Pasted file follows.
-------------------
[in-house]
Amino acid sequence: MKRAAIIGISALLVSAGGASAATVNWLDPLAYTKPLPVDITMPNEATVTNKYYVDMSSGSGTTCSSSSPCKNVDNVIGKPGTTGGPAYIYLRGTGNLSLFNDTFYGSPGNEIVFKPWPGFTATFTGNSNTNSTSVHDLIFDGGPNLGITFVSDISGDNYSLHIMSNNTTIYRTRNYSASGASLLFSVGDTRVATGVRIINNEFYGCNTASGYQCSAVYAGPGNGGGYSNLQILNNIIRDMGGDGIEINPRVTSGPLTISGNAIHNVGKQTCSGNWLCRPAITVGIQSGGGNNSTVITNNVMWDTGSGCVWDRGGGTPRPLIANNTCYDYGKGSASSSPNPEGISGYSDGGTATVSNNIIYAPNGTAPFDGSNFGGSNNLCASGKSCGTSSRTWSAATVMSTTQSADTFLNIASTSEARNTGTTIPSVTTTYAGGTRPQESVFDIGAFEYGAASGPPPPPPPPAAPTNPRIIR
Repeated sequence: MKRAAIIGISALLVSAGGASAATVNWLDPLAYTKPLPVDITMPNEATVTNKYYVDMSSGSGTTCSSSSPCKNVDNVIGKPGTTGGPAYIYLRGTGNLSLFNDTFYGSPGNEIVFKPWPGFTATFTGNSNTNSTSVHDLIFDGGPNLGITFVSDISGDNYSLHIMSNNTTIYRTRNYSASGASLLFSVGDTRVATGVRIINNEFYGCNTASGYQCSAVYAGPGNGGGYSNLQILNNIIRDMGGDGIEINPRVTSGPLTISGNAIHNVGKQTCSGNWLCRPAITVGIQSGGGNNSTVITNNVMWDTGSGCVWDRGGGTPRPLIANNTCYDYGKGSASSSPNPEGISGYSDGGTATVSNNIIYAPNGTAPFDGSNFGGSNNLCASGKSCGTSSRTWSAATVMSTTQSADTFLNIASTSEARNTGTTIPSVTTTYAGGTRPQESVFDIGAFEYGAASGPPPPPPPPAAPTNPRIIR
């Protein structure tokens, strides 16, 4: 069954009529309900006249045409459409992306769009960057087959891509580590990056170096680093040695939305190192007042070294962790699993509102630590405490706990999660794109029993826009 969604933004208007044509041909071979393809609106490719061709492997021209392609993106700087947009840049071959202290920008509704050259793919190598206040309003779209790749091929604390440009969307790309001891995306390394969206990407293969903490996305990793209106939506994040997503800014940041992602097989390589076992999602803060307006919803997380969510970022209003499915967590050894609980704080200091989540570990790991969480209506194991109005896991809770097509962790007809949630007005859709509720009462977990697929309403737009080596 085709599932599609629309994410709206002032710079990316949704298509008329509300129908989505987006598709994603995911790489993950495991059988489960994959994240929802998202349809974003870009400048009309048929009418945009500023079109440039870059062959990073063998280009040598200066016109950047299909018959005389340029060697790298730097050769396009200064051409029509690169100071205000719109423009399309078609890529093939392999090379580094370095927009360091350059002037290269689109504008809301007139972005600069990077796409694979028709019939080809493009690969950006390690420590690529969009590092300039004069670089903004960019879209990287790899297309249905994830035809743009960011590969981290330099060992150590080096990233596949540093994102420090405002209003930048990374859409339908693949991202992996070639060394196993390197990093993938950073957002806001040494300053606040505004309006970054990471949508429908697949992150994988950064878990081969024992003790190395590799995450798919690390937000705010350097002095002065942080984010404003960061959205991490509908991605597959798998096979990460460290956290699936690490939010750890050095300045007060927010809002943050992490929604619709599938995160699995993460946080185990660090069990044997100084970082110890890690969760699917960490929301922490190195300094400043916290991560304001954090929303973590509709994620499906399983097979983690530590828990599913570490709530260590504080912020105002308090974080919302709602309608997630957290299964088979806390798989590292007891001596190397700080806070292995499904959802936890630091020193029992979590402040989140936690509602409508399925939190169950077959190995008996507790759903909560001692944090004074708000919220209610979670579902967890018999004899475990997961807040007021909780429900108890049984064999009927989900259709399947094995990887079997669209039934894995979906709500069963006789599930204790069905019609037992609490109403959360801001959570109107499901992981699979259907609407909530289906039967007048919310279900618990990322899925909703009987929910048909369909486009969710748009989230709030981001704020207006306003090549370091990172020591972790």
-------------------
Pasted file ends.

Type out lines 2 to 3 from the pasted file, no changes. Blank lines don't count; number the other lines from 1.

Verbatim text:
Amino acid sequence: MKRAAIIGISALLVSAGGASAATVNWLDPLAYTKPLPVDITMPNEATVTNKYYVDMSSGSGTTCSSSSPCKNVDNVIGKPGTTGGPAYIYLRGTGNLSLFNDTFYGSPGNEIVFKPWPGFTATFTGNSNTNSTSVHDLIFDGGPNLGITFVSDISGDNYSLHIMSNNTTIYRTRNYSASGASLLFSVGDTRVATGVRIINNEFYGCNTASGYQCSAVYAGPGNGGGYSNLQILNNIIRDMGGDGIEINPRVTSGPLTISGNAIHNVGKQTCSGNWLCRPAITVGIQSGGGNNSTVITNNVMWDTGSGCVWDRGGGTPRPLIANNTCYDYGKGSASSSPNPEGISGYSDGGTATVSNNIIYAPNGTAPFDGSNFGGSNNLCASGKSCGTSSRTWSAATVMSTTQSADTFLNIASTSEARNTGTTIPSVTTTYAGGTRPQESVFDIGAFEYGAASGPPPPPPPPAAPTNPRIIR
Repeated sequence: MKRAAIIGISALLVSAGGASAATVNWLDPLAYTKPLPVDITMPNEATVTNKYYVDMSSGSGTTCSSSSPCKNVDNVIGKPGTTGGPAYIYLRGTGNLSLFNDTFYGSPGNEIVFKPWPGFTATFTGNSNTNSTSVHDLIFDGGPNLGITFVSDISGDNYSLHIMSNNTTIYRTRNYSASGASLLFSVGDTRVATGVRIINNEFYGCNTASGYQCSAVYAGPGNGGGYSNLQILNNIIRDMGGDGIEINPRVTSGPLTISGNAIHNVGKQTCSGNWLCRPAITVGIQSGGGNNSTVITNNVMWDTGSGCVWDRGGGTPRPLIANNTCYDYGKGSASSSPNPEGISGYSDGGTATVSNNIIYAPNGTAPFDGSNFGGSNNLCASGKSCGTSSRTWSAATVMSTTQSADTFLNIASTSEARNTGTTIPSVTTTYAGGTRPQESVFDIGAFEYGAASGPPPPPPPPAAPTNPRIIR